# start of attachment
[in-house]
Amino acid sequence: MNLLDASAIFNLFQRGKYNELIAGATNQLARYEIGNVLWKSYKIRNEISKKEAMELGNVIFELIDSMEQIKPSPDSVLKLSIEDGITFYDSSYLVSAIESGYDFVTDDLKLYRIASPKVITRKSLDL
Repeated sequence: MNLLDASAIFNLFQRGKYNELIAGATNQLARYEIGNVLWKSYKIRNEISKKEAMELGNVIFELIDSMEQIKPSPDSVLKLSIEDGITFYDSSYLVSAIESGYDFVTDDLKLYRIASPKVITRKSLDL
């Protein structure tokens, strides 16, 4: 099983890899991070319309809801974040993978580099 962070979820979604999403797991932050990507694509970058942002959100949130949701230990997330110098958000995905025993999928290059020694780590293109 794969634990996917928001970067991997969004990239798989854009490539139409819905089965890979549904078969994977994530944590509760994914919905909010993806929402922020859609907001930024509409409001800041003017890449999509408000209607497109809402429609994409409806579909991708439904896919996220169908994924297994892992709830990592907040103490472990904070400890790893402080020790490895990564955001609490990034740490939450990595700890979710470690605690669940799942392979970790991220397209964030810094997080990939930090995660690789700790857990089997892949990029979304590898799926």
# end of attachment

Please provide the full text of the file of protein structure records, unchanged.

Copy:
[in-house]
Amino acid sequence: MNLLDASAIFNLFQRGKYNELIAGATNQLARYEIGNVLWKSYKIRNEISKKEAMELGNVIFELIDSMEQIKPSPDSVLKLSIEDGITFYDSSYLVSAIESGYDFVTDDLKLYRIASPKVITRKSLDL
Repeated sequence: MNLLDASAIFNLFQRGKYNELIAGATNQLARYEIGNVLWKSYKIRNEISKKEAMELGNVIFELIDSMEQIKPSPDSVLKLSIEDGITFYDSSYLVSAIESGYDFVTDDLKLYRIASPKVITRKSLDL
């Protein structure tokens, strides 16, 4: 099983890899991070319309809801974040993978580099 962070979820979604999403797991932050990507694509970058942002959100949130949701230990997330110098958000995905025993999928290059020694780590293109 794969634990996917928001970067991997969004990239798989854009490539139409819905089965890979549904078969994977994530944590509760994914919905909010993806929402922020859609907001930024509409409001800041003017890449999509408000209607497109809402429609994409409806579909991708439904896919996220169908994924297994892992709830990592907040103490472990904070400890790893402080020790490895990564955001609490990034740490939450990595700890979710470690605690669940799942392979970790991220397209964030810094997080990939930090995660690789700790857990089997892949990029979304590898799926």